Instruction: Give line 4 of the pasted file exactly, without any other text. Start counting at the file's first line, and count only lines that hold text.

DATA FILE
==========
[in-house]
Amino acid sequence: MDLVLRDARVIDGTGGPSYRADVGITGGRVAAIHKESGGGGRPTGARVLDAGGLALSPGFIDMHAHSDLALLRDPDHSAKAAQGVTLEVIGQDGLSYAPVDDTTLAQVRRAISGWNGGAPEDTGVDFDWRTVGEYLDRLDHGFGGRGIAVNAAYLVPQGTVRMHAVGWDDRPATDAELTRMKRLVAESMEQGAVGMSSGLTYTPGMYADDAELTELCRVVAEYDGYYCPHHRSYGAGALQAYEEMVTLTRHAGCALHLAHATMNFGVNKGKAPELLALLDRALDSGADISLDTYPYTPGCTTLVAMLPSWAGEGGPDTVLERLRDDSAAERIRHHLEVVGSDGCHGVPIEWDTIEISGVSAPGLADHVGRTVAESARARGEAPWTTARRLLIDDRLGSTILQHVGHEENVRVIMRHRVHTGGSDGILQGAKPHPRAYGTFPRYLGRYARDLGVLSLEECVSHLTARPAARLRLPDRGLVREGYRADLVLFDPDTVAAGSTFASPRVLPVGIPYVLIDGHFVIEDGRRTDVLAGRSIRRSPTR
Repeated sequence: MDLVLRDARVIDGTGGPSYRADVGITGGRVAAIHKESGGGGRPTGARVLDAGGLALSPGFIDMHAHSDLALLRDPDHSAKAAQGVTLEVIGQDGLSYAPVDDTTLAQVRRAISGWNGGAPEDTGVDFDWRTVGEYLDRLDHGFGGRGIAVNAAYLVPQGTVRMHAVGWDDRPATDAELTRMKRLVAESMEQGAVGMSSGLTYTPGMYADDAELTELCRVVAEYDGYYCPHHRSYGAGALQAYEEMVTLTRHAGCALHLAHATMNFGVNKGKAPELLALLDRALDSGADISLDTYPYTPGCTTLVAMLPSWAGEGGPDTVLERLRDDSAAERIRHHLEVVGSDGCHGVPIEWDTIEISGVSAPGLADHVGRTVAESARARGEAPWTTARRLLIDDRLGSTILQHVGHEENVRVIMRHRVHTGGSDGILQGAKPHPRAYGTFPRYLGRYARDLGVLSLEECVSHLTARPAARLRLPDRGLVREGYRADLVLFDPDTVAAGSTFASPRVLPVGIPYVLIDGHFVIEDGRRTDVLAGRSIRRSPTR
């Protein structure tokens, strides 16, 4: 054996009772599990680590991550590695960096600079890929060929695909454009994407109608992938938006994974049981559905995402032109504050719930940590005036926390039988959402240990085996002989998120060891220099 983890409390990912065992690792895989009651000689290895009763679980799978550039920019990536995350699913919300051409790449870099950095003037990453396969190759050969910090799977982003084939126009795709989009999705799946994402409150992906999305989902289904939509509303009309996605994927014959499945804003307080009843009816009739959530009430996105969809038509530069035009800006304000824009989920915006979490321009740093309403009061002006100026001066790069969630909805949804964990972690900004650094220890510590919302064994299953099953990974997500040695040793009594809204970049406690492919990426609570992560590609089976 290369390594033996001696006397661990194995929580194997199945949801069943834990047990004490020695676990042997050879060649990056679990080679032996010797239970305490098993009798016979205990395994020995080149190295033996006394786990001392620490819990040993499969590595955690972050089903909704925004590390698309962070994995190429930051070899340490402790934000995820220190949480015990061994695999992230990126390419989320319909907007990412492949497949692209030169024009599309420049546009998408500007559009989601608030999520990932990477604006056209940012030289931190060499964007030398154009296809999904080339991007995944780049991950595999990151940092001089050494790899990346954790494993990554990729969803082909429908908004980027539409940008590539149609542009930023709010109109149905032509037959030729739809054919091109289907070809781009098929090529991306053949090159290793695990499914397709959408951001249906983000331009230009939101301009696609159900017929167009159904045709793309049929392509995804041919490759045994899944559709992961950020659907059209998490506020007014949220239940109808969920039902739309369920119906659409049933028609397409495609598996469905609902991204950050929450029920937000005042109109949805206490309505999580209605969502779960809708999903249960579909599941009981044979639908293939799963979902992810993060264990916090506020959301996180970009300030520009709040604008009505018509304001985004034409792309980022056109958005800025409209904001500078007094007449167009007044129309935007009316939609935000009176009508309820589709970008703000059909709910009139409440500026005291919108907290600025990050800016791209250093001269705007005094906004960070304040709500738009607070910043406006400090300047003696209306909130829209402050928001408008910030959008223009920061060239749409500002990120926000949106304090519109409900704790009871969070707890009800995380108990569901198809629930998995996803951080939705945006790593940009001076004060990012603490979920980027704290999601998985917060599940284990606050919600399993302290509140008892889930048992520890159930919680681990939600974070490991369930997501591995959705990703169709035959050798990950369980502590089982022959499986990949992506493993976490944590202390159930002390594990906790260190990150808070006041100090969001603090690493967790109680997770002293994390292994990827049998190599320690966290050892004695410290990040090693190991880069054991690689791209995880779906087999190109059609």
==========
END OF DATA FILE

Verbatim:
């Protein structure tokens, strides 16, 4: 054996009772599990680590991550590695960096600079890929060929695909454009994407109608992938938006994974049981559905995402032109504050719930940590005036926390039988959402240990085996002989998120060891220099 983890409390990912065992690792895989009651000689290895009763679980799978550039920019990536995350699913919300051409790449870099950095003037990453396969190759050969910090799977982003084939126009795709989009999705799946994402409150992906999305989902289904939509509303009309996605994927014959499945804003307080009843009816009739959530009430996105969809038509530069035009800006304000824009989920915006979490321009740093309403009061002006100026001066790069969630909805949804964990972690900004650094220890510590919302064994299953099953990974997500040695040793009594809204970049406690492919990426609570992560590609089976 290369390594033996001696006397661990194995929580194997199945949801069943834990047990004490020695676990042997050879060649990056679990080679032996010797239970305490098993009798016979205990395994020995080149190295033996006394786990001392620490819990040993499969590595955690972050089903909704925004590390698309962070994995190429930051070899340490402790934000995820220190949480015990061994695999992230990126390419989320319909907007990412492949497949692209030169024009599309420049546009998408500007559009989601608030999520990932990477604006056209940012030289931190060499964007030398154009296809999904080339991007995944780049991950595999990151940092001089050494790899990346954790494993990554990729969803082909429908908004980027539409940008590539149609542009930023709010109109149905032509037959030729739809054919091109289907070809781009098929090529991306053949090159290793695990499914397709959408951001249906983000331009230009939101301009696609159900017929167009159904045709793309049929392509995804041919490759045994899944559709992961950020659907059209998490506020007014949220239940109808969920039902739309369920119906659409049933028609397409495609598996469905609902991204950050929450029920937000005042109109949805206490309505999580209605969502779960809708999903249960579909599941009981044979639908293939799963979902992810993060264990916090506020959301996180970009300030520009709040604008009505018509304001985004034409792309980022056109958005800025409209904001500078007094007449167009007044129309935007009316939609935000009176009508309820589709970008703000059909709910009139409440500026005291919108907290600025990050800016791209250093001269705007005094906004960070304040709500738009607070910043406006400090300047003696209306909130829209402050928001408008910030959008223009920061060239749409500002990120926000949106304090519109409900704790009871969070707890009800995380108990569901198809629930998995996803951080939705945006790593940009001076004060990012603490979920980027704290999601998985917060599940284990606050919600399993302290509140008892889930048992520890159930919680681990939600974070490991369930997501591995959705990703169709035959050798990950369980502590089982022959499986990949992506493993976490944590202390159930002390594990906790260190990150808070006041100090969001603090690493967790109680997770002293994390292994990827049998190599320690966290050892004695410290990040090693190991880069054991690689791209995880779906087999190109059609």